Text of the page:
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This post is an excerpt from my book, “Stop Your Grumbling. Get Out There! (The essential guide to networking to improve your bottom line.)” If you want to get your hands on a copy, it’s available from Amazon in paper or Kindle editions.

If you quit, you’ve failed… so don’t quit!

You remember Mr. Potato Head? The toy was almost dead after its market debut. In the beginning, the toy was given away for free, as a prize in cereal boxes. But it required a real potato – not included, as you might suspect. The toy didn’t gain traction when they introduced just the parts to the marketplace, some think because it required a real potato. Instead of giving up (quitting!), the manufacturer decided to include a plastic body in the kit, Hasbro took over, and the rest is history. If you have kids, you know how important Mr. And Mrs. Potato Head were in rescuing Woody from the toy collector in Toy Story!

Failure is a necessary component of success. I started my sales career selling franchises for American Speedy Printing, a Michigan quick-print franchise. Any professional salesperson knows that sales is nothing more than a numbers game. Most say that out of 20 sales presentations you make, you’ll successfully close, or sell, just one prospect.

Each franchise I sold garnered me a $3,000 commission. I was talking to one of the more successful salesman there and explained I was very frustrated that I was hearing “no” again and again and hadn’t received commission money for some time. He told me I was thinking about sales entirely wrong. Instead of just regarding the close as a success, I had to think of each “no” as a success.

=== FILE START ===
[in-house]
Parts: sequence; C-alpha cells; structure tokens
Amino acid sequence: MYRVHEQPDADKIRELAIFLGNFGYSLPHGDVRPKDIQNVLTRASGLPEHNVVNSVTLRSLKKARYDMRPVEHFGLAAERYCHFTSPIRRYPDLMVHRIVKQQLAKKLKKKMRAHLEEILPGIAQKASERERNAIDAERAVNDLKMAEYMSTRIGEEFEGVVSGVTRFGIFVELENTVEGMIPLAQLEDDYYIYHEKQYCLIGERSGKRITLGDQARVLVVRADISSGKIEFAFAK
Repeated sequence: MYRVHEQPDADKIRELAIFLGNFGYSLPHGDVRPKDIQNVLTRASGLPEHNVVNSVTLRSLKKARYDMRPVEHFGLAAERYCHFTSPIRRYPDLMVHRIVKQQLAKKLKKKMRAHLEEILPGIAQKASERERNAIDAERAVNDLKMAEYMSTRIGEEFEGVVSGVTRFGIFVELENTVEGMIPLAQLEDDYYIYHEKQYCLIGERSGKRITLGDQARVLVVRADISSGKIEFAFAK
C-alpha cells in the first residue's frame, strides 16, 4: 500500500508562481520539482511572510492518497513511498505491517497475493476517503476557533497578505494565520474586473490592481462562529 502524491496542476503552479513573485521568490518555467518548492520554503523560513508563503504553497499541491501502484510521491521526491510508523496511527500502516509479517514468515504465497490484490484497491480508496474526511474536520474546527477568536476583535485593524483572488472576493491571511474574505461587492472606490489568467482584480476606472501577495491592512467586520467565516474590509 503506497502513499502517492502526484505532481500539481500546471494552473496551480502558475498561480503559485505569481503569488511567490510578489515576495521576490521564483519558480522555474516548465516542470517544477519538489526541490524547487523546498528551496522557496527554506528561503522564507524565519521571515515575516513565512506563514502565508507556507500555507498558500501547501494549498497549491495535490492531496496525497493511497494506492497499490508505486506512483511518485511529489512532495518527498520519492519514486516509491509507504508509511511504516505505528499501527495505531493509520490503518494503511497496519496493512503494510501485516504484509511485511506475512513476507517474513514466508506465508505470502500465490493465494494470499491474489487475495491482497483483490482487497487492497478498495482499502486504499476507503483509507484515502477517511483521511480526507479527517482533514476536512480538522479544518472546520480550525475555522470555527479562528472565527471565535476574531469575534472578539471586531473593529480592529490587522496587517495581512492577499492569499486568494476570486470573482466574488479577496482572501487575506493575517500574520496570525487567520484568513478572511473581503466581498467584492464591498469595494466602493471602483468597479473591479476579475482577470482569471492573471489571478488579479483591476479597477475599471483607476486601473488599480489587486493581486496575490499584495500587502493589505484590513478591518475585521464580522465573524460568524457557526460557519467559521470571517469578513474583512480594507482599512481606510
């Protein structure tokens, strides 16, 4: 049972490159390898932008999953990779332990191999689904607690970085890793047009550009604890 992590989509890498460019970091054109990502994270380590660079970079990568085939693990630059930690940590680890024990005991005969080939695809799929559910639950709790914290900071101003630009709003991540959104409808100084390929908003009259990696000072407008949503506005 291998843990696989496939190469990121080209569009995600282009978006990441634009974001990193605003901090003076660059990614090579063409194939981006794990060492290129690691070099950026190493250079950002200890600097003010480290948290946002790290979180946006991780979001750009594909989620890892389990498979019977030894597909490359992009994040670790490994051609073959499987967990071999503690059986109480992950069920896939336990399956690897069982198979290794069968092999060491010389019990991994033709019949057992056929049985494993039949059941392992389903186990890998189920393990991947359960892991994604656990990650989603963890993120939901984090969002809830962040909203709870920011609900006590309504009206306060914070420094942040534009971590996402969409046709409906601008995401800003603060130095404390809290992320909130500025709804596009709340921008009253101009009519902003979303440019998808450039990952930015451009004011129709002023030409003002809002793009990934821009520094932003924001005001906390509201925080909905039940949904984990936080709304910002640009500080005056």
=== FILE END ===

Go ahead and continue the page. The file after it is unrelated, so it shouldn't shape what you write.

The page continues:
I must have looked puzzled, he went on to explain: the commission is $3,000 and statistically, you know you need to make 20 calls to sell one. And then he changed how I thought about hearing “no.” He said that every time he makes a call, he makes $150, or 1/20th of $3,000! Amazing. It’s just a different way of wrapping your head around failure. Each failure gets you closer to a success, so each failure is indeed worth something!

When you fail, learn from it, figure out what went wrong in your presentation. Perhaps you need to better demonstrate your value to your prospective clients. Perhaps you need to send samples specific to the job they’re calling about. Something in your presentation needs to be tweaked.

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Written by People Photographer Blake J. Discher